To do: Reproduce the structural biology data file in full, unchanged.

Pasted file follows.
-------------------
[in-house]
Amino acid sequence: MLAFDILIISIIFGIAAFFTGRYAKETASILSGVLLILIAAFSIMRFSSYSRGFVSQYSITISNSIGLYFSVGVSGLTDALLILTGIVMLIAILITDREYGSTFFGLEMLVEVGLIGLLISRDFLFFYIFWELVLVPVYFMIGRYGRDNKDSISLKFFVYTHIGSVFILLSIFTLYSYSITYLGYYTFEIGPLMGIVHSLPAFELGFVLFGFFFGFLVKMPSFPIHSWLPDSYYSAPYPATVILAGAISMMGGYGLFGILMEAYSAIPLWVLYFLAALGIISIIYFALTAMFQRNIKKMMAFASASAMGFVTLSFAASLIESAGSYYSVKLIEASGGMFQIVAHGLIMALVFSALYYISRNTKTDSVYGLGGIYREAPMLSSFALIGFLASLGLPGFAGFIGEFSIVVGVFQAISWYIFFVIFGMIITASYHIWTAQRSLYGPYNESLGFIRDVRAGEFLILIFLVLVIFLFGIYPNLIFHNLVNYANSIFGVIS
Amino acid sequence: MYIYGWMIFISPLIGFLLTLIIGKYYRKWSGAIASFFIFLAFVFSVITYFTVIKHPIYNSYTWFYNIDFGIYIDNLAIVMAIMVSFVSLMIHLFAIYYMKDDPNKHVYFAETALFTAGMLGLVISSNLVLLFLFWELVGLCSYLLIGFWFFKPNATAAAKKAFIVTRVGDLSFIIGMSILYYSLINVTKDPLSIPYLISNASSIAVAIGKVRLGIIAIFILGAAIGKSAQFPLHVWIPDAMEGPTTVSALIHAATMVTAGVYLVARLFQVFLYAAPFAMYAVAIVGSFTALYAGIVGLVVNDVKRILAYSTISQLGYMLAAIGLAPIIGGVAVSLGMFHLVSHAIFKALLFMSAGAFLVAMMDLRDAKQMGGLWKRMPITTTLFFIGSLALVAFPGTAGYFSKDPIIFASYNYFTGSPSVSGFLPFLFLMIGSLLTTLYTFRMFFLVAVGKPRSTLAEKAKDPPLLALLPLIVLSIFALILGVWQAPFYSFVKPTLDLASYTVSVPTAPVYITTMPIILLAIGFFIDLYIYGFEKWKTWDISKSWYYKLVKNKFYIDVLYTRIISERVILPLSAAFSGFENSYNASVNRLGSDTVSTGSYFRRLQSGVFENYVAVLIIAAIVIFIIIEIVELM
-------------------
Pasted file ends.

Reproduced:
[in-house]
Amino acid sequence: MLAFDILIISIIFGIAAFFTGRYAKETASILSGVLLILIAAFSIMRFSSYSRGFVSQYSITISNSIGLYFSVGVSGLTDALLILTGIVMLIAILITDREYGSTFFGLEMLVEVGLIGLLISRDFLFFYIFWELVLVPVYFMIGRYGRDNKDSISLKFFVYTHIGSVFILLSIFTLYSYSITYLGYYTFEIGPLMGIVHSLPAFELGFVLFGFFFGFLVKMPSFPIHSWLPDSYYSAPYPATVILAGAISMMGGYGLFGILMEAYSAIPLWVLYFLAALGIISIIYFALTAMFQRNIKKMMAFASASAMGFVTLSFAASLIESAGSYYSVKLIEASGGMFQIVAHGLIMALVFSALYYISRNTKTDSVYGLGGIYREAPMLSSFALIGFLASLGLPGFAGFIGEFSIVVGVFQAISWYIFFVIFGMIITASYHIWTAQRSLYGPYNESLGFIRDVRAGEFLILIFLVLVIFLFGIYPNLIFHNLVNYANSIFGVIS
Amino acid sequence: MYIYGWMIFISPLIGFLLTLIIGKYYRKWSGAIASFFIFLAFVFSVITYFTVIKHPIYNSYTWFYNIDFGIYIDNLAIVMAIMVSFVSLMIHLFAIYYMKDDPNKHVYFAETALFTAGMLGLVISSNLVLLFLFWELVGLCSYLLIGFWFFKPNATAAAKKAFIVTRVGDLSFIIGMSILYYSLINVTKDPLSIPYLISNASSIAVAIGKVRLGIIAIFILGAAIGKSAQFPLHVWIPDAMEGPTTVSALIHAATMVTAGVYLVARLFQVFLYAAPFAMYAVAIVGSFTALYAGIVGLVVNDVKRILAYSTISQLGYMLAAIGLAPIIGGVAVSLGMFHLVSHAIFKALLFMSAGAFLVAMMDLRDAKQMGGLWKRMPITTTLFFIGSLALVAFPGTAGYFSKDPIIFASYNYFTGSPSVSGFLPFLFLMIGSLLTTLYTFRMFFLVAVGKPRSTLAEKAKDPPLLALLPLIVLSIFALILGVWQAPFYSFVKPTLDLASYTVSVPTAPVYITTMPIILLAIGFFIDLYIYGFEKWKTWDISKSWYYKLVKNKFYIDVLYTRIISERVILPLSAAFSGFENSYNASVNRLGSDTVSTGSYFRRLQSGVFENYVAVLIIAAIVIFIIIEIVELM